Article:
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Prominent Russian notes military woes

by The Associated Press | November 27, 2022 at 4:02 a.m.
Leonid Slutsky, the head of the foreign affairs committee in the Russian parliament's lower house and the leader of the Liberal Democratic Party talks with mothers of military personnel serving in the special military operation ahead of Mother's Day in St. Petersburg, Russia, Saturday, Nov. 26, 2022. (AP Photo/Dmitri Lovetsky)

MOSCOW -- One of Russia's most prominent nationalist politicians said the Russian military does not have an adequate number of doctors among other problems, a message he delivered in a meeting Saturday with the mothers of soldiers mobilized for the fight in Ukraine.

The comments by Leonid Slutsky, leader of the populist Liberal Democratic Party and chairman of the foreign relations committee in the lower house of parliament, was a public admission of problems within the military as Russian forces suffer a series of battlefield setbacks.

"There are not enough doctors in the military units. Everyone says this. I cannot say they do not exist at all, but they are practically not seen there," Slutsky said at the meeting in St. Petersburg.

Olga Suyetina, foster mother of a soldier mobilized for the Ukraine conflict, said she has heard from her son that the troops are underequipped.

"There are no gunsights, nothing, we have to buy them by crowdfunding," she said, referring to aiming devices for guns. "There is nothing; they left Kharkiv, there was zero, there was not even polyethylene to cover the dugouts."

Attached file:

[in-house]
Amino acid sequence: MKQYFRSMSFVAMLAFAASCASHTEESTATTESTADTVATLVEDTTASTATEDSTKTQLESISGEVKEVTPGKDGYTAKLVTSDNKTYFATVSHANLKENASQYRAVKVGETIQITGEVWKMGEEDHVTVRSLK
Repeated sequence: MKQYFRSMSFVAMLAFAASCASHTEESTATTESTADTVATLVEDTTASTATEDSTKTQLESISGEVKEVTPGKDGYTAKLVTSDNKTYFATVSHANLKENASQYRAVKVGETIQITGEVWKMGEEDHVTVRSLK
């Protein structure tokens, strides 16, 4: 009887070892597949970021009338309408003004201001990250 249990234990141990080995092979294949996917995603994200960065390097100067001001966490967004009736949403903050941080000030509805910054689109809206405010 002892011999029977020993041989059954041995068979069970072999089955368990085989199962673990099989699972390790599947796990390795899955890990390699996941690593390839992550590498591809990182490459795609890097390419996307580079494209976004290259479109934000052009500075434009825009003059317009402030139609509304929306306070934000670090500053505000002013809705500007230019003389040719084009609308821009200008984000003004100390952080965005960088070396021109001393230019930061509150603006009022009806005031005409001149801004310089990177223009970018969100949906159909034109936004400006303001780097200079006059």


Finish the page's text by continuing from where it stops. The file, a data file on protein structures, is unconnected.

Slutsky, a strong supporter of Russia's fight in Ukraine, said he would address the Defense Ministry about problems that troops face in Ukraine.

"We must understand that the whole world is watching us. We are the largest state and when we do not have socks, shorts, doctors, intelligence, communication or simply care for our children, questions arise that will be very difficult to answer," he said.

The meeting came a day after President Vladimir Putin met with another group of soldiers' mothers. At that meeting Friday, he criticized what he said were skewed media portrayals of Moscow's military campaign.

"Life is more difficult and diverse that what is shown on TV screens or even on the internet. There are many fakes, cheating, lies there," Putin said.

Putin said he sometimes speaks with troops directly by telephone, according to a Kremlin transcript and photos of the meeting.

"I've spoken to [troops] who surprised me with their mood, their attitude to the matter. They didn't expect these calls from me," Putin said.

He added that the calls "give me every reason to say that they are heroes."

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